I knew it wouldn’t end well when I saw Ian Wright on my television. The ice-cool forward, remembered by most of you for his goalscoring exploits for Crystal Palace and Arsenal, was making the draw for the third round of the FA Cup. He is, unfortunately, unforgettable to me now because he blocked me on Twitter for daring to contest his suggestion that the MK Dons were ‘a great community club’. It was all the more bewildering because the producer of his then Talksport phone-in had asked me on to discuss Fulham’s 5-0 win over Norwich City. If you are going to make silly statements, expect to be called out on them.
Wright was wearing a garish, ill-fitting jumper – I assume he blocked everybody who poked fun at it on social media – and guffawing alongside Steven Gerrard. Between the two of them, they pulled out a rather dour tie between Cardiff City and Fulham. Two fairly unfashionable Championship clubs. No romance there, I remember thinking to myself. With Manchester United taking up one of the television slots (they have had every FA Cup tie screened since their third round replay against Exeter City in 2005 – remarkably), I must confess I didn’t think too much about the possibility of the game being moved from a Saturday slot and consoled myself with the possibility of a weekend in Wales.
One of my mates, a long-suffering Fulham away traveller, even posted on Twitter that he would be booking his train tickets now, such was his certainty that the game wouldn’t be moved. And, then, the unthinkable happened. During a rather drowsy Monday lunchtime at work, the alert appeared on my phone. Fulham’s FA Cup tie had been selected by BBC Wales for live television coverage. It made me wonder which genius had decided this game would be good for their ratings. It was only when I clicked the link that the true horror set in – it was a Sunday kick-off. The next sentence needed to be read a few times. A Sunday morning kick-off at 11.30am.
I’ve been to Cardiff when games have kicked off on a Saturday lunchtime, either because Swansea were also at home or there was a Welsh rugby international at the Millennium Stadium. Those are justifiable reasons for altering the kick-off time. This was just a TV executive having a laugh. What possible reason could there be for showing the match at 11.30am? Were they worried people might get a bit too engrossed in Andrew Marr, the Sunday Politics or whatever that new Sunday morning show that Robert Peston presents on ITV is called? Perhaps I lived in a different universe where football was meant to be played in the afternoon.
The clubs had agreed reduced ticket prices, starting at £10 for adults, with further concessions for children and senior citizens, clearly because they recongised this wasn’t one of the third round’s glamour ties. That’s all well and good – but any effort to encourage people to make a rare trip to the football because it was Cup third round weekend will have been doomed by the kick off time. ‘You have to be at the ground for what time? 11.30am. You’re all right, mate, I’ll still be sleeping off Saturday’s excesses then’. Even for modern football this was particularly barking.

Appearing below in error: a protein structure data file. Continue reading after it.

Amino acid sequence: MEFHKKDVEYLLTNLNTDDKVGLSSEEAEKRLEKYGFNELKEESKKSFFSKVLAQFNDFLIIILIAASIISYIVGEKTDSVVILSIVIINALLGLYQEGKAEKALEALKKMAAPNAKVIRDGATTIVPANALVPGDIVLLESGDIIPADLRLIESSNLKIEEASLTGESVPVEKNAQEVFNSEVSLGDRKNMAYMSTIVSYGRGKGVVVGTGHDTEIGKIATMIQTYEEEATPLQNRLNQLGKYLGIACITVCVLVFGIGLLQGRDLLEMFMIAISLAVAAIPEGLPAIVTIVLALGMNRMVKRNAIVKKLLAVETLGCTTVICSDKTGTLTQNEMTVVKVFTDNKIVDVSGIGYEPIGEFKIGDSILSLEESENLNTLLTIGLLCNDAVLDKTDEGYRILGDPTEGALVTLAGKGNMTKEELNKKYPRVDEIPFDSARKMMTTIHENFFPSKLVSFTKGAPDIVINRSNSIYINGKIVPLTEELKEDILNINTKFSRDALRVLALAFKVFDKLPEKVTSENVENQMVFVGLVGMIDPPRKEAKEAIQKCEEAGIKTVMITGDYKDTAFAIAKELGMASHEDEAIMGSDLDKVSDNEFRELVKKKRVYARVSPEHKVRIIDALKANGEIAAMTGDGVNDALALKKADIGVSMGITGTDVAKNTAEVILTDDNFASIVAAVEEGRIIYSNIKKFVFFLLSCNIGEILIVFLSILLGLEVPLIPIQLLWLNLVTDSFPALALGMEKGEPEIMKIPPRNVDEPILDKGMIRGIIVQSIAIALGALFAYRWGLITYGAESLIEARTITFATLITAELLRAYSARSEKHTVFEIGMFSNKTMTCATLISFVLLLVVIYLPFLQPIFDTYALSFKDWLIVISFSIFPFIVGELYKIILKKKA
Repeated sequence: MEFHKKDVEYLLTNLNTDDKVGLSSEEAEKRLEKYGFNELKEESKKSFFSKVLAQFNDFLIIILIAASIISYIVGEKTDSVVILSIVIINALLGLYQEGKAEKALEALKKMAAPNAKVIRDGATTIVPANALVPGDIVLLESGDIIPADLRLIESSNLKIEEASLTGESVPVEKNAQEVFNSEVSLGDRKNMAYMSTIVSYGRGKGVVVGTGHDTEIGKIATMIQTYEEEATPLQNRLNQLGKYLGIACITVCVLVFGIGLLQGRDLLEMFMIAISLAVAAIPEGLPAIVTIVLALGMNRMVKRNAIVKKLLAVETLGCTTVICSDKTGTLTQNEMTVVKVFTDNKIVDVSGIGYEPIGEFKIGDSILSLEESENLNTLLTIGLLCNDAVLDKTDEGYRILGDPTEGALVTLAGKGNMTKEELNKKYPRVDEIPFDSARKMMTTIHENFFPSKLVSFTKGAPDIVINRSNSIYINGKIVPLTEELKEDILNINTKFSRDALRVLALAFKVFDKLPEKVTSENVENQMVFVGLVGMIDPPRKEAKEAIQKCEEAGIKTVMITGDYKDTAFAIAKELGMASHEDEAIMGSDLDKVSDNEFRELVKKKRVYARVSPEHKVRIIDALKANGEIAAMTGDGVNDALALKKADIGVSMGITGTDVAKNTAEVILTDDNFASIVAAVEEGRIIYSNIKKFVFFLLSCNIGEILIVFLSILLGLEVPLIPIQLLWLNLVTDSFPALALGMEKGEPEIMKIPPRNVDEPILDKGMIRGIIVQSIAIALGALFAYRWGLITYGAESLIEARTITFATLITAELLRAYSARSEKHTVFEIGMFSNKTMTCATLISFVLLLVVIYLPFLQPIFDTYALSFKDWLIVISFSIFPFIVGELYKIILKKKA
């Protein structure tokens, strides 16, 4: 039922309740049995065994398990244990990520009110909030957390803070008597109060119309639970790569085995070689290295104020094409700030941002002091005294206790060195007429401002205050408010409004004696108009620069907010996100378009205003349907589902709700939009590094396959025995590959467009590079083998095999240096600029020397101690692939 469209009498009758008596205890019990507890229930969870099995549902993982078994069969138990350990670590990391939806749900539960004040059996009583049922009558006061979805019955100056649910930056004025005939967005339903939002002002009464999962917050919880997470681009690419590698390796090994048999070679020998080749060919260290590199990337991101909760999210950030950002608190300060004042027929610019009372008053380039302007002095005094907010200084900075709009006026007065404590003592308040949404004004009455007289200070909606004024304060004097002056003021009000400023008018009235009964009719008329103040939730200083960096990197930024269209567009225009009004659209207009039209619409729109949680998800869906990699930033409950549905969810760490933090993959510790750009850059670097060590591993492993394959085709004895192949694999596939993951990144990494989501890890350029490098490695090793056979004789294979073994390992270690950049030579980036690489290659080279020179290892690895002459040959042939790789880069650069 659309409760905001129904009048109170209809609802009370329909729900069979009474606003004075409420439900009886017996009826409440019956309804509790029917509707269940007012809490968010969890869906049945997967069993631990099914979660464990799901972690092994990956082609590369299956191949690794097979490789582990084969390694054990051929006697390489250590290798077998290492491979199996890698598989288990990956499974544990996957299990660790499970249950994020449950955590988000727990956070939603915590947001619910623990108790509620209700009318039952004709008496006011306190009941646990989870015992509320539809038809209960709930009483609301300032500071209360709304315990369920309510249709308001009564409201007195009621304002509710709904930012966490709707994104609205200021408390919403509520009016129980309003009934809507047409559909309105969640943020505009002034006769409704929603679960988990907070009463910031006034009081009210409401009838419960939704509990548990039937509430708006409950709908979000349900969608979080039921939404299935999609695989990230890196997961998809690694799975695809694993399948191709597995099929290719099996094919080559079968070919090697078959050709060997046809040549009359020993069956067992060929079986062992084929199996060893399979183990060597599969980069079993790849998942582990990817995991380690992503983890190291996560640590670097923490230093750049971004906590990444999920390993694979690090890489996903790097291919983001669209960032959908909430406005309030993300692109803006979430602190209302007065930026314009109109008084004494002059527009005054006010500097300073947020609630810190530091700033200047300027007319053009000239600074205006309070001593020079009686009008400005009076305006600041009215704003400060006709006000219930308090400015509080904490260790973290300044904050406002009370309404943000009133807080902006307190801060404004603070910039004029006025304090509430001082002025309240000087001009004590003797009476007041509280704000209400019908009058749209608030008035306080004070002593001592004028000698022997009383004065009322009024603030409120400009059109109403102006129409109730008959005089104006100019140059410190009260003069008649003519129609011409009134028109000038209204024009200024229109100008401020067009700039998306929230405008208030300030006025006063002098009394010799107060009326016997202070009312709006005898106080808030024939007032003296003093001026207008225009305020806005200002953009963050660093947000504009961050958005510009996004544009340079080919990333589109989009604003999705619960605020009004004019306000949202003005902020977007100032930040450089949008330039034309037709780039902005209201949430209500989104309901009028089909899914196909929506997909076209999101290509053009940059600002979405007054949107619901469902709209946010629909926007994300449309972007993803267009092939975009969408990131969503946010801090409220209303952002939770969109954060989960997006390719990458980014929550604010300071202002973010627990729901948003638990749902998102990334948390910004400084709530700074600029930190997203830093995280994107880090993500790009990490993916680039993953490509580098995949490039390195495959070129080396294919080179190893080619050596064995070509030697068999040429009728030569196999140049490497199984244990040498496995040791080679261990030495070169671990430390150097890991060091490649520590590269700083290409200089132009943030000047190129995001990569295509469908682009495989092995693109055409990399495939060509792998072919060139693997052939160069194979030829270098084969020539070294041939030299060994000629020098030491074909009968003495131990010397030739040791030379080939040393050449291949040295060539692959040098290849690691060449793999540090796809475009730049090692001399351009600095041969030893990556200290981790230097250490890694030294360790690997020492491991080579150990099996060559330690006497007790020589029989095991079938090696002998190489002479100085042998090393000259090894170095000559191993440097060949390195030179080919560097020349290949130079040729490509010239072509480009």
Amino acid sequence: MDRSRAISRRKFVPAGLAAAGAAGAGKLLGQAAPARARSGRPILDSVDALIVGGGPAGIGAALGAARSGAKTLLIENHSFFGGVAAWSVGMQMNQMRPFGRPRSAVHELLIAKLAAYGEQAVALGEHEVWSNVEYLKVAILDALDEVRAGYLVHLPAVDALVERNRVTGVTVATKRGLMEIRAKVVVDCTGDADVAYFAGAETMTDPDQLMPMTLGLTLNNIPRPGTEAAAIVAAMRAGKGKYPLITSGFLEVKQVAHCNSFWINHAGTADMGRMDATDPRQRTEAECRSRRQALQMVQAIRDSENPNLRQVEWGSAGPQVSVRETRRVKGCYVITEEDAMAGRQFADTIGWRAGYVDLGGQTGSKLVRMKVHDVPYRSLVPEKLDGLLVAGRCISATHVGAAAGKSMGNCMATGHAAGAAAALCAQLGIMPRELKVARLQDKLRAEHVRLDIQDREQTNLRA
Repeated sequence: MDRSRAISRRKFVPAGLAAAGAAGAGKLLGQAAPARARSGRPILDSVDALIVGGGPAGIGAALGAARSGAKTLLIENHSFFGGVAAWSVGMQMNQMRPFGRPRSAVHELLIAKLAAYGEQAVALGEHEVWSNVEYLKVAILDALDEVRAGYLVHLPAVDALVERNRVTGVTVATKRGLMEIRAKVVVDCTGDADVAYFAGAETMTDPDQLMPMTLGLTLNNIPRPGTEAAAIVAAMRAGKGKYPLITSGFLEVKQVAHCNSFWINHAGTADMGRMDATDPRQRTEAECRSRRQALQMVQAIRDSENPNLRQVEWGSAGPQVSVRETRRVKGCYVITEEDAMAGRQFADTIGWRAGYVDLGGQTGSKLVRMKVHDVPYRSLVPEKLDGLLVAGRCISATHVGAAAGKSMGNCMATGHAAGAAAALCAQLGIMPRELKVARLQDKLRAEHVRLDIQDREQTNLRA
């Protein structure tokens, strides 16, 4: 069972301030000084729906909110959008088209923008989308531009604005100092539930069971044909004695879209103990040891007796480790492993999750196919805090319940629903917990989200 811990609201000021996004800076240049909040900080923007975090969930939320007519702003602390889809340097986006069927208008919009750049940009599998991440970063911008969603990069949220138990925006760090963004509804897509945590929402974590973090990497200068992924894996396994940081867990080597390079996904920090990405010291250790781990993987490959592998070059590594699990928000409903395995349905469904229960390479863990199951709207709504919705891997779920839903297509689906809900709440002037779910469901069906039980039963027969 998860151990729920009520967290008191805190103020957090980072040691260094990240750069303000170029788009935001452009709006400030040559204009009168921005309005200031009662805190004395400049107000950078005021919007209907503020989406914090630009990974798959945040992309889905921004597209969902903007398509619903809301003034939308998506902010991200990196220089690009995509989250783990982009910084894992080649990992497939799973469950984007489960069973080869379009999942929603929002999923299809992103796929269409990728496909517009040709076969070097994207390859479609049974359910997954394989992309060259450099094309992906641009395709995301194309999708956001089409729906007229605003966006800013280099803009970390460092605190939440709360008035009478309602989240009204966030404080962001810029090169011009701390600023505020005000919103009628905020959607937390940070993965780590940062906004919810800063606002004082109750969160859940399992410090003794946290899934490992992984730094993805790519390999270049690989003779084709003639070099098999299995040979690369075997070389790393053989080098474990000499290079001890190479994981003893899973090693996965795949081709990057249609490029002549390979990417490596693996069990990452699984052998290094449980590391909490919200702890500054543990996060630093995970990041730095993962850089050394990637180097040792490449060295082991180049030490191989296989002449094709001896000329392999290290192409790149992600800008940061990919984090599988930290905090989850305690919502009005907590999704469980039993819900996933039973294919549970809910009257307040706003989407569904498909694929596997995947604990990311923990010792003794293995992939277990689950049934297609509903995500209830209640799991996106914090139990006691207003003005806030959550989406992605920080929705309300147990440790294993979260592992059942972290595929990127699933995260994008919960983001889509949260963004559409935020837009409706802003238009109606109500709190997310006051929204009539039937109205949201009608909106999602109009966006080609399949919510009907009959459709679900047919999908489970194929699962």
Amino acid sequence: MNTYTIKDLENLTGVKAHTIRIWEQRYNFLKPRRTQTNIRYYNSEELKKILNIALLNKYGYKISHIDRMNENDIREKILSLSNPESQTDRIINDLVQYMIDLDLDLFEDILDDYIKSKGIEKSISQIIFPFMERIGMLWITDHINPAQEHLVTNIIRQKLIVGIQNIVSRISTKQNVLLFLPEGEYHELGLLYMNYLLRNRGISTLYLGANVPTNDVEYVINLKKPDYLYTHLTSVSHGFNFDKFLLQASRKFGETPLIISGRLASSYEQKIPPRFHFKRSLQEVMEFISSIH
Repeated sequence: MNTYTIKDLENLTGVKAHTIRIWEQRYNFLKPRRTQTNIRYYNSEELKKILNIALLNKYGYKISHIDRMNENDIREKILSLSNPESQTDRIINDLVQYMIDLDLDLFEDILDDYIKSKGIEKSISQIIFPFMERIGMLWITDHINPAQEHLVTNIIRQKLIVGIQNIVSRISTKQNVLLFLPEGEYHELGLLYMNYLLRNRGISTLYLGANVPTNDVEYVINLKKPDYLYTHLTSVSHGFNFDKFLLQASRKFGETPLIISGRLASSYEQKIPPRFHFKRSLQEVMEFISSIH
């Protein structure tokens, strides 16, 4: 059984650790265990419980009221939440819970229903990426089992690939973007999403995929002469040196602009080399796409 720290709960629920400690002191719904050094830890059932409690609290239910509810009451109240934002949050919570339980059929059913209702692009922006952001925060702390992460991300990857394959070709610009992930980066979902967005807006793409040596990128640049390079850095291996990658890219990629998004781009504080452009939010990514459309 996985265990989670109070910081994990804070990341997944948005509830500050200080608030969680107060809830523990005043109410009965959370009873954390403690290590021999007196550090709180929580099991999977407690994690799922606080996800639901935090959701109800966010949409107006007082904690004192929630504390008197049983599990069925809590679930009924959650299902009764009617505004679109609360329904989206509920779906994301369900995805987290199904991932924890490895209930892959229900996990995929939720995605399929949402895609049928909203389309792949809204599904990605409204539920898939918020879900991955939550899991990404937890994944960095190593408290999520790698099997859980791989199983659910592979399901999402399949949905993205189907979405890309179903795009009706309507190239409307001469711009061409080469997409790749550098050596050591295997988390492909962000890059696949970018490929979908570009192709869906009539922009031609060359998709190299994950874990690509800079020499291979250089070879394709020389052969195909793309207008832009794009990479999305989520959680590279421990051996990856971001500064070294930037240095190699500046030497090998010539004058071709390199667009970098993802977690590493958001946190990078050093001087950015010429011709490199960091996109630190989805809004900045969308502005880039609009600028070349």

You see, it’s a shame, because the FA Cup still means something to me. I remember the frenzied build-up to Cup final day, the parties you’d have with your mates and how everyone would pile into the garden afterwards to try and re-enact the best bits. It might have been a while since Fulham have managed a significant Cup run, but even the Whites – with their aversion to playing at Wembley – have managed some memorable afternoons. Think of Kevin Keegan’s boys going to Aston Villa, then top of the Premiership, and winning. Or when they struggled to get past non-league Leigh RMI and David ‘fatty’ Felgate. The old competition can still throw up the odd tie you will marvel at years later, like when Roy Hodgson took his team to Kettering and flirted outrageously with a not-so-glorious exit, and you always see old faces you haven’t seen for years following the team on the road.
That’s the other thing. How on earth were people supposed to get there for a 11.30am kick off on a Sunday? The club, realising that this was probably going to be one of the toughest away games to draw a crowd to (even for Fulham), acted quickly and laid on free coaches, but you’d have to get yourself to Motspur Park or Craven Cottage at some ungodly hour in the morning. The first direct service from London Paddington arrives into Cardiff Central at 10:59 and, if by some miracle, you avoid all the tube engineering issues and GWR manages to dodge the delays and the electrification works and gets you there on time, there’s still a mad dash to what is now the Cardiff City Stadium so you can hear the first blast of the referee’s whistle.
The FA says that people still cherish the world’s oldest Cup competition. If only that were true. Clubs could play full strength sides instead of concentrating on the league campaign – and the punters could pack grounds to the rafters. An added by-product of the Cup’s past place on a English footballing pedestal was that no broadcaster would try something as insane as this. The decision, as the Fulham Supporters’ Trust wrote in a letter to BBC Wales shortly after the scheduling change was announced, just underlines how far down the pecking order the ordinary fan has fallen in the modern game.
It will be in spite of the modern magic of the Cup – not because of it – that I’ll be heading to Cardiff on Saturday afternoon, sleeping in a Premier Inn, and hauling myself out of bed and along to watch our reserves all likelihood get kicked up in the air by a Neil Warnock side the following morning. You see, I told my neighbour’s little boy – who doesn’t get to see much football – that I’d go with him to an away game and, kids being kids, he was quite taken with the idea of going to Cardiff. The next generation are the lifeblood of the game – or so they say.